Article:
15. ^ [/geometry/ellipsecirc/python.code Python code for the circumference of an ellipse in terms of the complete elliptic integral of the second kind] Check |url= scheme (help), retrieved 2013-12-28
16. ^ Ivory, J. (1798). [/books?id=FaUaqZZYYPAC&pg=PA177 "A new series for the rectification of the ellipsis"] Check |url= scheme (help). Transactions of the Royal Society of Edinburgh 4: 177–190. doi:10.1017/s0080456800030817.
17. ^ Bessel, F. W. (2010). "The calculation of longitude and latitude from geodesic measurements (1825)". Astron. Nachr. 331 (8): 852–861. arXiv:0908.1824. doi:10.1002/asna.201011352. English translation of Astron. Nachr. 4, 241–254 (1825).
18. ^ Ramanujan, Srinivasa, (1914). "Modular Equations and Approximations to π". Quart. J. Pure App. Math. 45: 350–372.
19. ^ Chakerian, G. D. "A Distorted View of Geometry." Ch. 7 in Mathematical Plums (R. Honsberger, editor). Washington, DC: Mathematical Association of America, 1979.
20. ^ Meserve 1983, p. 159
21. ^ Larson, Ron; Hostetler, Robert P.; Falvo, David C. (2006). "Chapter 10". Precalculus with Limits. Cengage Learning. p. 767. ISBN 0-618-66089-5.
22. ^ Young, Cynthia Y. (2010). "Chapter 9". Precalculus. John Wiley and Sons. p. 831. ISBN 0-471-75684-9.
23. ^ Lawrence, J. Dennis, A Catalog of Special Plane Curves, Dover Publ., 1972.
24. ^ If the ellipse is illustrated as a meridional one for the earth, the tangential angle is equal to geodetic latitude, the angle $\theta$ is the geocentric latitude, and parametric angle t is a parametric (or reduced) latitude of auxiliary circle
25. ^ Ellipse at MathWorld, derived from formula (58) and (60)
26. ^ clarifies problems with MathWorld formula (60)
27. ^ Auxiliary circle and various ellipse formulas
28. ^ Meeus, J. (1991). "Ch. 10: The Earth's Globe". Astronomical Algorithms. Willmann-Bell. p. 78. ISBN 0-943396-35-2.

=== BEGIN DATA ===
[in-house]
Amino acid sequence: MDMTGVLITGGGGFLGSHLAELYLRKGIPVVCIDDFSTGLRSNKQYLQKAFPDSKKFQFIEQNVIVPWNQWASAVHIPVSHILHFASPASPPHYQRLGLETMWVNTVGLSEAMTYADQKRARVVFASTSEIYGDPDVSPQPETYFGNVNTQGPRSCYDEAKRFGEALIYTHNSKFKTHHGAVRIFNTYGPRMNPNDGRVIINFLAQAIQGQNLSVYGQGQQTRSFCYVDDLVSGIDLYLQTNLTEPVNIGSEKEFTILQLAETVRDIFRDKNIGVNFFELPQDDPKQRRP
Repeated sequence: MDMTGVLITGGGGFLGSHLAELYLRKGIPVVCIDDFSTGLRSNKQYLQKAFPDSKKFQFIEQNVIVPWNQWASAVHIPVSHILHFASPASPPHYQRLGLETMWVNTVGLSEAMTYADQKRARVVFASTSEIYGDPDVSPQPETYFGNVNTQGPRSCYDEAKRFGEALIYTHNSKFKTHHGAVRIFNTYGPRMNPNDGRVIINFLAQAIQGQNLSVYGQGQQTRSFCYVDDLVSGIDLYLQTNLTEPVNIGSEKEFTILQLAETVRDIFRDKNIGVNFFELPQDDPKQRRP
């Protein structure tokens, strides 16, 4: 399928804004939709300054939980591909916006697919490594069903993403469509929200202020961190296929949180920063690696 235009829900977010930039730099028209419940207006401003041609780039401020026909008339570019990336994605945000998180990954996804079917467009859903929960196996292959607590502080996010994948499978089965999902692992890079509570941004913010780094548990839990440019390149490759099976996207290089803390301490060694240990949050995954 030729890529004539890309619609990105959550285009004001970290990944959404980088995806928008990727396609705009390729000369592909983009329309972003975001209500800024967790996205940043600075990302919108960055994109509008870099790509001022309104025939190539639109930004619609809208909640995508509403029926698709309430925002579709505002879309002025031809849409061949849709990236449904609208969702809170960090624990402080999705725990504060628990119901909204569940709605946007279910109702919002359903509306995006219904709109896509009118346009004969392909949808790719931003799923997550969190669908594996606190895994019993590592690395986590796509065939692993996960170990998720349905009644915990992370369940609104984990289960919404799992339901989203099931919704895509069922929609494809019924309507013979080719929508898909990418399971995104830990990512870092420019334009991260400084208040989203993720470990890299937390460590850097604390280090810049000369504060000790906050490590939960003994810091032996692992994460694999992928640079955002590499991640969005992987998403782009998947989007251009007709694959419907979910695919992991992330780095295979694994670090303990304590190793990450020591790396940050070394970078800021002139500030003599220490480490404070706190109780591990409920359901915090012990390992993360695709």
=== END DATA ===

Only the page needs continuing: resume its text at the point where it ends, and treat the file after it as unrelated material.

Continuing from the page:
29. ^ David Drew. "Elliptical Gears". [1]
30. ^ Grant, George B. (1906). A treatise on gear wheels. Philadelphia Gear Works. p. 72.
31. ^ http://www.rp-photonics.com/lamp_pumped_lasers.html
32. ^ http://www.cymer.com/plasma_chamber_detail/
33. ^ Chamberlain, G. (February 1983). "A characterization of the distributions that imply mean—Variance utility functions". Journal of Economic Theory 29 (1): 185–201. doi:10.1016/0022-0531(83)90129-1.
34. ^ Owen, J.; Rabinovitch, R. (June 1983). "On the class of elliptical distributions and their applications to the theory of portfolio choice". Journal of Finance 38: 745–752. doi:10.1111/j.1540-6261.1983.tb02499.x. JSTOR 2328079.
35. ^ Pitteway, M.L.V. (1967). "Algorithm for drawing ellipses or hyperbolae with a digital plotter". The Computer Journal 10 (3): 282–9. doi:10.1093/comjnl/10.3.282.
36. ^ Van Aken, J.R. (September 1984). "An Efficient Ellipse-Drawing Algorithm". IEEE Computer Graphics and Applications 4 (9): 24–35. doi:10.1109/MCG.1984.275994.
37. ^ Smith, L.B. (1971). "Drawing ellipses, hyperbolae or parabolae with a fixed number of points". The Computer Journal 14 (1): 81–86. doi:10.1093/comjnl/14.1.81.
38. ^ Seligman, Courtney (1993–2010). "Orbital Motions Ellipses and Other Conic Sections". Online Astronomy eText.

## References

• Besant, W.H. (1907). "Chapter III. The Ellipse". Conic Sections. London: George Bell and Sons. p. 50.
• Coxeter, H.S.M. (1969). Introduction to Geometry (2nd ed.). New York: Wiley. pp. 115–9.
• Meserve, Bruce E. (1983) [1959], Fundamental Concepts of Geometry, Dover, ISBN 0-486-63415-9
• Miller, Charles D.; Lial, Margaret L.; Schneider, David I. (1990). Fundamentals of College Algebra (3rd ed.). Scott Foresman/Little. p. 381. ISBN 0-673-38638-4.